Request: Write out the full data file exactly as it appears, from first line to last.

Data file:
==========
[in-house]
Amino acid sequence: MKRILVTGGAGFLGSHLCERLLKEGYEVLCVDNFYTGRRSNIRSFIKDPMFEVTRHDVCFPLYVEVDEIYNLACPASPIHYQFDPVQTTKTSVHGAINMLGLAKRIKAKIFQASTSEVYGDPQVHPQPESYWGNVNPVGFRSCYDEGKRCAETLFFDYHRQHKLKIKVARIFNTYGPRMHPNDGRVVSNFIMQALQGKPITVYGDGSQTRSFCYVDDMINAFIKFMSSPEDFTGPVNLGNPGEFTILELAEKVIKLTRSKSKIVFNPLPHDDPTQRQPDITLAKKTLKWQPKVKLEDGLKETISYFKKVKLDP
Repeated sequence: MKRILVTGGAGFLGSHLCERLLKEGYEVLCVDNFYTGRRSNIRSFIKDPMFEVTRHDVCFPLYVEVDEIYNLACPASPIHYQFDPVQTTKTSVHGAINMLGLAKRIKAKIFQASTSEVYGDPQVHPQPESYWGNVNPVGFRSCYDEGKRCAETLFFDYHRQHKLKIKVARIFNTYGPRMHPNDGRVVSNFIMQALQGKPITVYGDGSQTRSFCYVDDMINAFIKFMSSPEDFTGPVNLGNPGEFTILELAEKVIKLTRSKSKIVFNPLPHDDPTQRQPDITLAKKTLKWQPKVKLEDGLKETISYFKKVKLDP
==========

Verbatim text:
[in-house]
Amino acid sequence: MKRILVTGGAGFLGSHLCERLLKEGYEVLCVDNFYTGRRSNIRSFIKDPMFEVTRHDVCFPLYVEVDEIYNLACPASPIHYQFDPVQTTKTSVHGAINMLGLAKRIKAKIFQASTSEVYGDPQVHPQPESYWGNVNPVGFRSCYDEGKRCAETLFFDYHRQHKLKIKVARIFNTYGPRMHPNDGRVVSNFIMQALQGKPITVYGDGSQTRSFCYVDDMINAFIKFMSSPEDFTGPVNLGNPGEFTILELAEKVIKLTRSKSKIVFNPLPHDDPTQRQPDITLAKKTLKWQPKVKLEDGLKETISYFKKVKLDP
Repeated sequence: MKRILVTGGAGFLGSHLCERLLKEGYEVLCVDNFYTGRRSNIRSFIKDPMFEVTRHDVCFPLYVEVDEIYNLACPASPIHYQFDPVQTTKTSVHGAINMLGLAKRIKAKIFQASTSEVYGDPQVHPQPESYWGNVNPVGFRSCYDEGKRCAETLFFDYHRQHKLKIKVARIFNTYGPRMHPNDGRVVSNFIMQALQGKPITVYGDGSQTRSFCYVDDMINAFIKFMSSPEDFTGPVNLGNPGEFTILELAEKVIKLTRSKSKIVFNPLPHDDPTQRQPDITLAKKTLKWQPKVKLEDGLKETISYFKKVKLDP